Late last year, Apple publicly signaled that it would start cleaning up the App Store by evaluating and removing “problematic and abandoned apps.” This not only includes removing apps that haven’t made the jump to 64-bit, but also taking a firmer stand against the “junk” that has grown increasingly prevalent in the store, including everything from subscription scams, to pirated content, to cheap clones of viral apps.
On the heels of WWDC, TechCrunch reports that Apple is following up on its pledge to clean up the App Store, with the company having reportedly removed “hundreds of thousands” of apps so far this year.
It’s my understanding that this cleanup has resulted in hundreds of thousands (yes, multiple hundreds of thousands) of apps being removed from the store over the past year. That includes clones, but also things like apps that aren’t 64-bit compatible, apps that are unused (haven’t been downloaded in years) and other scammy boat trash.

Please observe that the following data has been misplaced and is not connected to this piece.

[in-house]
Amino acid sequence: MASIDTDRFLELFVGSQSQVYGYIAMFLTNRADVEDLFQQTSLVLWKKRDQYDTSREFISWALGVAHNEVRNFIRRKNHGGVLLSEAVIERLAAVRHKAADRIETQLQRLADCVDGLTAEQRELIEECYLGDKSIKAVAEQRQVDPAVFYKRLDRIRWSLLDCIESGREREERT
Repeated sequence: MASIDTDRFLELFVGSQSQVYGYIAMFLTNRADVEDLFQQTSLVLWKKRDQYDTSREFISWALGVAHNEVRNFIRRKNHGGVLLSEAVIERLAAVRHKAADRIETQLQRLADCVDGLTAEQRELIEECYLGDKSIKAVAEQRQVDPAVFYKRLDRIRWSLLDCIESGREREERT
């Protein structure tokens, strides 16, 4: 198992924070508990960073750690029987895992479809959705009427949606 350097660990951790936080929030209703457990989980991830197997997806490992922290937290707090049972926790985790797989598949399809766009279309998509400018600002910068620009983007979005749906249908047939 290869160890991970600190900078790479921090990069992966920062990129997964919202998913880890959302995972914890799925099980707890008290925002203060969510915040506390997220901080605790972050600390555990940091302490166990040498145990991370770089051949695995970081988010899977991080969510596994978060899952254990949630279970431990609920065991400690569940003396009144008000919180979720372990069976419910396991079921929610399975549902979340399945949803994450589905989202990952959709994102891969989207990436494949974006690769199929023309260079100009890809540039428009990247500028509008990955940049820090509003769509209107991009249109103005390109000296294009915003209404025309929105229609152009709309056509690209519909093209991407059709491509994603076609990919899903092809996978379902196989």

Many of the recently removed apps appear to violate App Store Review Guideline 4.2.6, which states that “Apps created from a commercialized template or app generation service will be rejected.” This will help cull the hundreds of clones that appear each time a new app or game jumps to the top of the charts.
The rule as written, however, also appears to apply to services which allow users and businesses to create apps without coding, but TechCrunch claims that Apple’s intent is to continue to allow these types of apps provided they comply with the App Store’s remaining guidelines. This type of selective enforcement allows Apple to go after the low-effort clones and scammers while leaving the iOS marketplace open to the largest possible developer base.
Beyond protecting users from scams, Apple’s increased efforts to clean up the App Store are timed just before the arrival of the revamped App Store app in iOS 11. The new App Store represents a major change in design and functionality, with a focus on app discovery and editorial content.
By removing the thousands of “problematic and abandoned apps” that have clogged the store for far too long, Apple can increase the chance that its new App Store experience is a hit with users and legitimate developers alike.